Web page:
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Accessibility and Usability

This section was written in cooperation with the Rehabilitation Engineering Research Center for Wireless Technologies (Wireless RERC). Its mission is to "Promote equitable access to and use of wireless technologies by people with disabilities and to encourage adoption of Universal Design in future generations of wireless devices and applications."

Phones that Fit

Customers come in all sizes, ages, and abilities, and each customer wants to find the wireless product and service that best meets his/her needs. For example, we are often asked about phones with basic functions that are easy to operate, with larger keys and more legible display fonts. These are especially desirable for seniors or others who don't use their phones regularly but must rely on them in emergencies. However, these needs run up against a market moving toward ever-smaller phones packed with more revenue-generating data features.

Easy to See, Hear, Handle, and Understand

Cell phones are now used almost everywhere, so they need to be easy to use where the lighting is very bright or very dark, or where it's quiet or noisy. Multi-tasking users need a phone that is easy to use when their hands or their brains are busy doing other things. Each phone has features that might make it easier or harder for a user to see, hear, handle, and understand. As competition increases in the wireless industry, manufacturers and carriers are trying harder than ever to attract and keep your business. This means providing products and services to customers who might develop problems seeing, hearing, handling, or understanding their cell phone as they age.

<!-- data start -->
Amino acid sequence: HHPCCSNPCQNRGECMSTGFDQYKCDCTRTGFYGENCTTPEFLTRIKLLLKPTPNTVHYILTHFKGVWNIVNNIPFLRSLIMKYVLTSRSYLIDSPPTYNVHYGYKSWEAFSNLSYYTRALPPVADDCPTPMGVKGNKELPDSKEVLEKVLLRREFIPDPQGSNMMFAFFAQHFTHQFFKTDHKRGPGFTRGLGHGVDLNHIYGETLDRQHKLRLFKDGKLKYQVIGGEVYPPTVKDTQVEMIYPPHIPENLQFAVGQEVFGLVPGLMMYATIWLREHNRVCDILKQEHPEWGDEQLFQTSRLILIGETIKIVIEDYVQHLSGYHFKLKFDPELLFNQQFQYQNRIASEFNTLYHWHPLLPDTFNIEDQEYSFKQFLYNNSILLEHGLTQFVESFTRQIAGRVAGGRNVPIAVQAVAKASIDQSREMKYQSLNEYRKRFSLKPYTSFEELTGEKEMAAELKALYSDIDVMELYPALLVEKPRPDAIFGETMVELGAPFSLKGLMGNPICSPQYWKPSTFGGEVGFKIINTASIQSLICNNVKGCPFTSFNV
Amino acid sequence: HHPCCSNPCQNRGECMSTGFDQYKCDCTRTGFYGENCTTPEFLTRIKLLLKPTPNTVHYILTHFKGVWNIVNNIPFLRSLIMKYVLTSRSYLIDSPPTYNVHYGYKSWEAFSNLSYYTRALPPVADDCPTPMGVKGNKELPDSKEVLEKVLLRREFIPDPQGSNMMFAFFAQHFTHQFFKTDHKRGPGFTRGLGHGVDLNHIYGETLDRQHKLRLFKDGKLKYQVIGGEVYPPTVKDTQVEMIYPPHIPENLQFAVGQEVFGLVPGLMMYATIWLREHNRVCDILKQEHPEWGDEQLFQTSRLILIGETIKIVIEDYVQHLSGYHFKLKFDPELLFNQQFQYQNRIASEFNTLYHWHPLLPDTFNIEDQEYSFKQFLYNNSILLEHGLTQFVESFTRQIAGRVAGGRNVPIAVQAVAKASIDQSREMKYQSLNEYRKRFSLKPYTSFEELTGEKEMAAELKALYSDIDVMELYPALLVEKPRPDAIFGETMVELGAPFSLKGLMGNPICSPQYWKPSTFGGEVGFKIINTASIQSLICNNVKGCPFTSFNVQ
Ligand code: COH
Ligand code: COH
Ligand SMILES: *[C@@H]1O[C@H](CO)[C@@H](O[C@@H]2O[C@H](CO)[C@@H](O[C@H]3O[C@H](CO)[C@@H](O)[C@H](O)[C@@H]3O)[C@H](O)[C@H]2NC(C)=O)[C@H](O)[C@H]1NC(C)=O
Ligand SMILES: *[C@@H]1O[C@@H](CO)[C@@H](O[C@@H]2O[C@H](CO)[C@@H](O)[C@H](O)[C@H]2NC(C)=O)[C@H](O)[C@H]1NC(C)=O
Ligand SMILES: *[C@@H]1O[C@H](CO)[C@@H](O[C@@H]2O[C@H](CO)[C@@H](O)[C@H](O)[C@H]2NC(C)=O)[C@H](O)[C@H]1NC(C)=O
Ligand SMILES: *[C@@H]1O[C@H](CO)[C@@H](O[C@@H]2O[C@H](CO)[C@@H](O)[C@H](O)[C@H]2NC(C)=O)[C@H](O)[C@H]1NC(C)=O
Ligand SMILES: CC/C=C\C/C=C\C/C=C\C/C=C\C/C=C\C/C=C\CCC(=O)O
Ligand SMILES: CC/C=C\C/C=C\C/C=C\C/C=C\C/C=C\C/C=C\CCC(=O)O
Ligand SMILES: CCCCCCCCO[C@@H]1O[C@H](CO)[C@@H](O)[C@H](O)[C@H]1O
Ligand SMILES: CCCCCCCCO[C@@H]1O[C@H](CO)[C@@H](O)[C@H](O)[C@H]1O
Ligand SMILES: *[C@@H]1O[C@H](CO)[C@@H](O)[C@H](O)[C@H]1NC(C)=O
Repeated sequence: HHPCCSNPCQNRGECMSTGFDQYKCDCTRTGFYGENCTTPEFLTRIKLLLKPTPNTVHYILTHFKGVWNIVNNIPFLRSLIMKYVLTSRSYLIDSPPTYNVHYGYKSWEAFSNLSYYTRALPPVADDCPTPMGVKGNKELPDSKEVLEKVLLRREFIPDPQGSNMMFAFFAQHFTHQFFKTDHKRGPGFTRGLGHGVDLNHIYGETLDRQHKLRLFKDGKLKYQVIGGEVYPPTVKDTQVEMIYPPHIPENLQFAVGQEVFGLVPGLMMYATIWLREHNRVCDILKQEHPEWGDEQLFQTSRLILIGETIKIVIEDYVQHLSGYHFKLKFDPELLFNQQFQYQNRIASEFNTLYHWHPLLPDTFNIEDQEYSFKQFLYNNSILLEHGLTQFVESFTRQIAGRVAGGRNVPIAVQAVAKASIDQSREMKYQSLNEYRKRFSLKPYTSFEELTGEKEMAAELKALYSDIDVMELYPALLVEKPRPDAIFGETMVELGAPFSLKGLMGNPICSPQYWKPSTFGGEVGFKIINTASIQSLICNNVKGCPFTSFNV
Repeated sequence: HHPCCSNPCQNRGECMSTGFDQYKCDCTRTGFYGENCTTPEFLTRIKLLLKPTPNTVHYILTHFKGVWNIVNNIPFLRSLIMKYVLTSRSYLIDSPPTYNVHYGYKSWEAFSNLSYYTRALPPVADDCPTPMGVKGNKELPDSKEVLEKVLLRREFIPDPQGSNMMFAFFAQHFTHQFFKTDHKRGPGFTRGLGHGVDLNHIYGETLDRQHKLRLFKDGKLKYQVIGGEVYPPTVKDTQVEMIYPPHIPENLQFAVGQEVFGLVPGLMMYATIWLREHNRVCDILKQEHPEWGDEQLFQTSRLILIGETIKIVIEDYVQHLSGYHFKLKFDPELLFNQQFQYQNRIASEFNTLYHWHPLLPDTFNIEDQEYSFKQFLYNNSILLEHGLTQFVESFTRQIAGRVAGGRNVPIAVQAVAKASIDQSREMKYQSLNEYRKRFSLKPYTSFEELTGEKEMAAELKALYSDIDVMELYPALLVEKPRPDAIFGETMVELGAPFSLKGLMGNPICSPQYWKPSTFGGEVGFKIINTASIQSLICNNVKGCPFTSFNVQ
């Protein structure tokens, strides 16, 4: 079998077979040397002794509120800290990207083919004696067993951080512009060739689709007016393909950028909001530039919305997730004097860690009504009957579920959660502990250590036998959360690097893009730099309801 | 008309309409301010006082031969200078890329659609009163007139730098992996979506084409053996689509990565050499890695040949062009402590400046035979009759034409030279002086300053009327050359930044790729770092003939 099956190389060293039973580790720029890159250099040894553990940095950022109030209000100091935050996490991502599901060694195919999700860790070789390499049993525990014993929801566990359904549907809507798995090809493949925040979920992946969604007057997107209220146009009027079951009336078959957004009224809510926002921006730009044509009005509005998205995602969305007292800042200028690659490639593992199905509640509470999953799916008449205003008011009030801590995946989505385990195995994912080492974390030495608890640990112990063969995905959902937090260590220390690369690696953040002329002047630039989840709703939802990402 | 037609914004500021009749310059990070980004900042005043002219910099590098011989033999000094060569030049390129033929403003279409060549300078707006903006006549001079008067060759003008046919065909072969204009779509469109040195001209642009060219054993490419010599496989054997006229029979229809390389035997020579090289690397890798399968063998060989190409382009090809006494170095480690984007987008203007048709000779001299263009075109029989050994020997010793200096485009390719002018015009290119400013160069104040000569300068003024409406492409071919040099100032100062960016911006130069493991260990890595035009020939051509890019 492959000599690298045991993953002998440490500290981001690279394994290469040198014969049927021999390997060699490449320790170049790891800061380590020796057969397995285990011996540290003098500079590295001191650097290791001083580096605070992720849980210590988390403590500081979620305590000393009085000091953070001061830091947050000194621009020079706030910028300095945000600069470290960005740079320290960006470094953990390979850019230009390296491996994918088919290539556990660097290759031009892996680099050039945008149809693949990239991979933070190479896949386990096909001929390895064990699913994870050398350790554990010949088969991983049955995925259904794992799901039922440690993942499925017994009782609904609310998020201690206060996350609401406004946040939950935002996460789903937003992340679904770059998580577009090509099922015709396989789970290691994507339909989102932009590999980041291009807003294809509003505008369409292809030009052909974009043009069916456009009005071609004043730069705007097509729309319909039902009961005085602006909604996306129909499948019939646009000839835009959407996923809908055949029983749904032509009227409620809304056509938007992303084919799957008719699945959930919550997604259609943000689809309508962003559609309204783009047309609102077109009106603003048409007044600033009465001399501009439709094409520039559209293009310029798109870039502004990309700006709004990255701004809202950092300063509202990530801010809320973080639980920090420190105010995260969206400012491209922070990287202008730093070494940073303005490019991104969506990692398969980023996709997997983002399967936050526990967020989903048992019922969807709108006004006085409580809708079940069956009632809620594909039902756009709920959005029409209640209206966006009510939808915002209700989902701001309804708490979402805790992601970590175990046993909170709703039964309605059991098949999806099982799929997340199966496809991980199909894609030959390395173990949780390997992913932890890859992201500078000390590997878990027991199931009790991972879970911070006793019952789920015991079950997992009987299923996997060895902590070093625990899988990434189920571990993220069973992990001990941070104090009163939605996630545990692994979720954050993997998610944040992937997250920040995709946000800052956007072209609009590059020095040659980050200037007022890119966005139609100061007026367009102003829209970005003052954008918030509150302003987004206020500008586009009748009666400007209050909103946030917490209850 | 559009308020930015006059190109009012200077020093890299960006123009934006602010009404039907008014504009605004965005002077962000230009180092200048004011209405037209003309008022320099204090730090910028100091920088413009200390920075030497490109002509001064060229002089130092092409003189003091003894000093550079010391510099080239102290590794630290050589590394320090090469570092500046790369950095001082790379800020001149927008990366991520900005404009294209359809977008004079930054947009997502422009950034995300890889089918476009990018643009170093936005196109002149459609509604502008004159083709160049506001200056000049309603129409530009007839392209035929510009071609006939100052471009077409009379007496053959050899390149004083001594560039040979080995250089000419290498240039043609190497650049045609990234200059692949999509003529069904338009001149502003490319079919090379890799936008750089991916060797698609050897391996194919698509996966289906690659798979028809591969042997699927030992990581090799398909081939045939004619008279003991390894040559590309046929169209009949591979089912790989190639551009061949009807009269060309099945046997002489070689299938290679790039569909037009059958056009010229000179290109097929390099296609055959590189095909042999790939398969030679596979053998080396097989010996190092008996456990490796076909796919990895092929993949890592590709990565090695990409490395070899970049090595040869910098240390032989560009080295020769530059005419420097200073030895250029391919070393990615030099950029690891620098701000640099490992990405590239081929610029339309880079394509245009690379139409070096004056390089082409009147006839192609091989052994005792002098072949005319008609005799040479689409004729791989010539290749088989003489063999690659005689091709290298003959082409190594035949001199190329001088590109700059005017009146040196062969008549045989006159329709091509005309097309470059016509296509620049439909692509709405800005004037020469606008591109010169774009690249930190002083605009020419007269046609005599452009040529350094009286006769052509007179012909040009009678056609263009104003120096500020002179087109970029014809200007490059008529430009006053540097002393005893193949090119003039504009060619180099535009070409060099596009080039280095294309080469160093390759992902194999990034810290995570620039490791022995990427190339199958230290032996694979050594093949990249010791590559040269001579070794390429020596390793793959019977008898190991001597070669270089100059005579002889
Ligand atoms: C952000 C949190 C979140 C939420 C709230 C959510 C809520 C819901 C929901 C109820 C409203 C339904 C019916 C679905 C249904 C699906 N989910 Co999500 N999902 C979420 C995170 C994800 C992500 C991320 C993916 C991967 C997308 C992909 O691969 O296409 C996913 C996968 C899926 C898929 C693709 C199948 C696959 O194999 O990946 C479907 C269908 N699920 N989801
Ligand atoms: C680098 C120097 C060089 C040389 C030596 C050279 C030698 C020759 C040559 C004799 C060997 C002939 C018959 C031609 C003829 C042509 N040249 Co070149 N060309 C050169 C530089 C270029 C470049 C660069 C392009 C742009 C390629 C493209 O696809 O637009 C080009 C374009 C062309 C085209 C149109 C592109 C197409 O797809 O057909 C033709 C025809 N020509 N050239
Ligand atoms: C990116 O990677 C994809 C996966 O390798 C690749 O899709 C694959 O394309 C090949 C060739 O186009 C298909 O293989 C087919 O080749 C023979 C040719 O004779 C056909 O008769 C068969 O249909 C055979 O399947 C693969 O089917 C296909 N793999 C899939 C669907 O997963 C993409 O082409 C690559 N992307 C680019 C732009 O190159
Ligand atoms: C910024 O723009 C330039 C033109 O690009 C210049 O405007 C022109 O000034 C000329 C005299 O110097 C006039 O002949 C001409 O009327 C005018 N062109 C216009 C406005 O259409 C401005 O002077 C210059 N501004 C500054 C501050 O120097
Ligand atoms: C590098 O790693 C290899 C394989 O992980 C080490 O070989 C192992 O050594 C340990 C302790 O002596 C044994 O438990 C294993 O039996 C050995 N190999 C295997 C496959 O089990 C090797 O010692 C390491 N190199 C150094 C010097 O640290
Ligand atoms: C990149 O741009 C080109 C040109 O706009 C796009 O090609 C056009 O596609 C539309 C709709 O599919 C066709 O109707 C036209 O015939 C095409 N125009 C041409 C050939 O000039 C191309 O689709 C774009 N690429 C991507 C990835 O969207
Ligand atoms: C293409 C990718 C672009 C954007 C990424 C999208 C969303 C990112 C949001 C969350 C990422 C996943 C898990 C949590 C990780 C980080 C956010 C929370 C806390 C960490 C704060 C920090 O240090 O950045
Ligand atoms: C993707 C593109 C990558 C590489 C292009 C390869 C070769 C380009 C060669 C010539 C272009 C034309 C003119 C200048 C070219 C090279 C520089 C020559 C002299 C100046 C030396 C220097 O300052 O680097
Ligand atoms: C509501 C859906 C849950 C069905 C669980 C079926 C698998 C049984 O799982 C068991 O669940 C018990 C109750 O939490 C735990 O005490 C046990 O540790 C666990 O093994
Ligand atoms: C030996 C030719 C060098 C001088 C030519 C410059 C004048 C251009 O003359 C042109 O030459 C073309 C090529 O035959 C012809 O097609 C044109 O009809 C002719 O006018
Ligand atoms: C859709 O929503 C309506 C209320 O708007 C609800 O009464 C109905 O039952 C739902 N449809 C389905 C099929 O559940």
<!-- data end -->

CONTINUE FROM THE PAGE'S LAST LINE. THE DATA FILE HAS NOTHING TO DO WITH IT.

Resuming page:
Accommodating All Ages and Abilities

For customers with disabilities, selecting the right cell phone means more than finding one with a fun camera or an MP3 player: it can be the cornerstone to independence. The right phone offers the freedom to be mobile and enables communication with friends or family at a moment's notice should the need arise. All wireless customers have many choices when looking for a phone that is compatible with their abilities and needs. Now, customers with disabilities also have choices in finding a phone that fits assistive technologies they might use, such as a hearing aid.

Hearing Aid Compatibility

For hearing aid users, electrical interference between cell phones and hearing aids has made it difficult for them to find a phone they can use. Federal regulation now requires that all wireless carriers must ensure that 50% of their phones are hearing aid compatible by February 18, 2008.

Phones are certified for this compatibility when they meet the Federal Communication Commission's M3 or M4 standard for interference (M4 is the more rigid of the two; most phones that comply are M3). A phone that has this certification doesn't ensure compatibility with any individual hearing device, but it does narrow the list to those phones that are most likely to work.